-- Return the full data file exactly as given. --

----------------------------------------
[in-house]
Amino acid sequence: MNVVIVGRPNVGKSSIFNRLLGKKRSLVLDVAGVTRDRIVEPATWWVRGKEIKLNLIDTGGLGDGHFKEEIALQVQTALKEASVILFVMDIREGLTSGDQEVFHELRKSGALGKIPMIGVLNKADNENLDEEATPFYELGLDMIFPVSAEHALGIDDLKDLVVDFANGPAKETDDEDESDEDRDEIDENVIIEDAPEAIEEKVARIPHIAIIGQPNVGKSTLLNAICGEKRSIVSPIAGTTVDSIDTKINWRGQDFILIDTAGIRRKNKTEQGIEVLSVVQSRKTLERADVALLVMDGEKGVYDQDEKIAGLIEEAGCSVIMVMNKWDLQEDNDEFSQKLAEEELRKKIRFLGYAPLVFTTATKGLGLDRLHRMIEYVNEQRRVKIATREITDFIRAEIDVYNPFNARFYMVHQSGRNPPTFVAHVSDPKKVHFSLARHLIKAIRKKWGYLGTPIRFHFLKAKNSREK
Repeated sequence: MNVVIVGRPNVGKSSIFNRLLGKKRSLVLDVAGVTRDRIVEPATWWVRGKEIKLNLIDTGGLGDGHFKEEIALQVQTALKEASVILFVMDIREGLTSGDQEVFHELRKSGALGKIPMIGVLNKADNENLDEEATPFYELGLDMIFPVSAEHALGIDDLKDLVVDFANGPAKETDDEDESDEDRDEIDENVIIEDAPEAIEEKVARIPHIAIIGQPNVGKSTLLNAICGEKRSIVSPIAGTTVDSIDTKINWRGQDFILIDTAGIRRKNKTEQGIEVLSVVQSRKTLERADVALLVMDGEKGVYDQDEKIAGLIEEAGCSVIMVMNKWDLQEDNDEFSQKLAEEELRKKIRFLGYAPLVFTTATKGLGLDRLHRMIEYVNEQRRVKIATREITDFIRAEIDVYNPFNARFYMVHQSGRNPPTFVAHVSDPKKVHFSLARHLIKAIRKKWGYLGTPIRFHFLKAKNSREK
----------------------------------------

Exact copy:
[in-house]
Amino acid sequence: MNVVIVGRPNVGKSSIFNRLLGKKRSLVLDVAGVTRDRIVEPATWWVRGKEIKLNLIDTGGLGDGHFKEEIALQVQTALKEASVILFVMDIREGLTSGDQEVFHELRKSGALGKIPMIGVLNKADNENLDEEATPFYELGLDMIFPVSAEHALGIDDLKDLVVDFANGPAKETDDEDESDEDRDEIDENVIIEDAPEAIEEKVARIPHIAIIGQPNVGKSTLLNAICGEKRSIVSPIAGTTVDSIDTKINWRGQDFILIDTAGIRRKNKTEQGIEVLSVVQSRKTLERADVALLVMDGEKGVYDQDEKIAGLIEEAGCSVIMVMNKWDLQEDNDEFSQKLAEEELRKKIRFLGYAPLVFTTATKGLGLDRLHRMIEYVNEQRRVKIATREITDFIRAEIDVYNPFNARFYMVHQSGRNPPTFVAHVSDPKKVHFSLARHLIKAIRKKWGYLGTPIRFHFLKAKNSREK
Repeated sequence: MNVVIVGRPNVGKSSIFNRLLGKKRSLVLDVAGVTRDRIVEPATWWVRGKEIKLNLIDTGGLGDGHFKEEIALQVQTALKEASVILFVMDIREGLTSGDQEVFHELRKSGALGKIPMIGVLNKADNENLDEEATPFYELGLDMIFPVSAEHALGIDDLKDLVVDFANGPAKETDDEDESDEDRDEIDENVIIEDAPEAIEEKVARIPHIAIIGQPNVGKSTLLNAICGEKRSIVSPIAGTTVDSIDTKINWRGQDFILIDTAGIRRKNKTEQGIEVLSVVQSRKTLERADVALLVMDGEKGVYDQDEKIAGLIEEAGCSVIMVMNKWDLQEDNDEFSQKLAEEELRKKIRFLGYAPLVFTTATKGLGLDRLHRMIEYVNEQRRVKIATREITDFIRAEIDVYNPFNARFYMVHQSGRNPPTFVAHVSDPKKVHFSLARHLIKAIRKKWGYLGTPIRFHFLKAKNSREK